W.Va. doesn't require finance reports for levy, other noncandidate votes
CHARLESTON, W.Va. -- The group that fought for the passage of a Kanawha County Schools and libraries levy, which ultimately failed last Saturday, will voluntarily file a public finance report, even though West Virginia law does not require it to do so.
Tom Heywood, a Charleston lawyer and chairman of The Kids Education Yes (KEY) Committee, said the group spent about $142,000 in an attempt to pass the school excess levy, which would've brought in about $24.4 million for schools in 2014 and protected the county's library system from major cutbacks.
That money came from individual donors, with the largest contribution being $10,000, according to Heywood.
The KEY Committee plans to file a public list of its donors and expenditures with the Kanawha County Clerk within a few weeks, although it's not necessary under state law.
That's because campaigns dealing with school levies are designated as "issue advocacy," instead of "candidate advocacy," and don't require the same transparency as elections for a particular person, according to the Secretary of State's Office.
"Regardless of whether it's required, it's simply our intention to make a filing so that all of our contributors and those who worked on the campaign know that every penny is accounted for," Heywood said.
Groups of citizens that spend funds to advocate for or oppose a levy or bond issue are not required to form a political committee and, therefore, are not required to file public finance reports.
The levy was overwhelmingly rejected last weekend, with 76 percent of voters against it.
Nelson Robinson, a Charleston lobbyist who led a campaign against the levy, told the Gazette-Mail he spent about $15,000, mostly in advertisements against the levy, but does not plan to volunteer further financial details about the campaign.
"I contacted a few Kanawha County friends who I thought would be concerned, should the levy pass and seriously affect their business. I explained to them I would pledge any monies received towards educating the general public on what the impact would be in their household or business and I, of course, would not be paid for my organizing the campaign," Robinson said. "I also told them I had confirmed there were no reporting requirements and I would not share with anyone from where the funds were generated.
"I must fulfill that pledge and, therefore, will not divulge from whom the monies were generated."
Robinson did tell the Gazette-Mail, though, that there were 12 donors -- all Kanawha County residents involved in business.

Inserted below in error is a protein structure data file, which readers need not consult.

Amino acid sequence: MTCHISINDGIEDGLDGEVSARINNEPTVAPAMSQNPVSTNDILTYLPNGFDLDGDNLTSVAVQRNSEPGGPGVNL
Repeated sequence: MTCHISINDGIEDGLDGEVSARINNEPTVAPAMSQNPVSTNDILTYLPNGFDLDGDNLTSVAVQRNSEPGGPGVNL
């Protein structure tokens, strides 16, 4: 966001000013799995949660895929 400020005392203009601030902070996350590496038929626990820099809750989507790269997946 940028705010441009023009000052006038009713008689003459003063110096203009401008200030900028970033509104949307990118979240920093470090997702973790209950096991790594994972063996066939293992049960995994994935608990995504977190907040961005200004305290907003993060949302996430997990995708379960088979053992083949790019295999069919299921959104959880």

In addition to Kanawha County Board of Education President Pete Thaw, others who campaigned against the levy include a new conservative political action committee whose leaders are affiliated with former Republican and libertarian presidential candidate Ron Paul.
The Liberty PAC was filed with the Secretary of State's Office on Oct. 27 by Gina Anders, who is a coordinator with West Virginia's branch of Paul's group, Campaign for Liberty. The group opposes gun-control laws and wants to repeal Obamacare.
Joel Coon, who helped run the KEY campaign, told the Gazette-Mail that pro-levy efforts were hurt by last-minute "robocalls" made by the Liberty PAC.
On its official Liberty PAC of West Virginia Facebook page, the group takes credit for the failure of the school excess levy, saying, "Now that liberty activists have stopped the Kanawha County school board's attempt to raise property taxes by 50 percent, its on to the next battle. Great job Kanawha County."
Prior to the election, the group's Facebook posts warned the levy would increase taxes up to $500 a year.
In an anti-levy advertisement paid for by Robinson, he used an example of how the tax increase would have impacted owners of a home with an assessed value of $156,960 and vehicles assessed at nearly $70,000.
According to Kanawha County Schools, for a person with a home appraised at $100,000 and vehicles appraised at $15,000, the tax increase would've amounted to about $125 per year.
When the Liberty PAC files its first required financial report with the Secretary of State's Office, the public might learn some information about who has contributed money to that organization. However, the group will not be required to disclose any of its expenditures in any issue-related campaigns, such as the levy election, said Jake Glance, spokesman for Secretary of State Natalie Tennant.
Glance said that under federal court rulings, it is unconstitutional to require the reporting of campaign expenditures unless the expenditures are specifically urging voters to cast their ballot for or against specific candidates for public office.
Courts have found that some regulation of campaign spending on individual candidates is permissible because of the risk of corruption. They also have decided that contributions tied to ballot measures pose no similar risk of corruption, according to a summary of campaign finance rulings from the Congressional Research Service.
"We get calls about issue advocacy a lot during election time, especially whenever there are levies, because people will put up signs or billboards that say something like 'Support the kids,'" Glance said, "but as long as they don't say to vote for so and so, no disclaimer is required on the sign."
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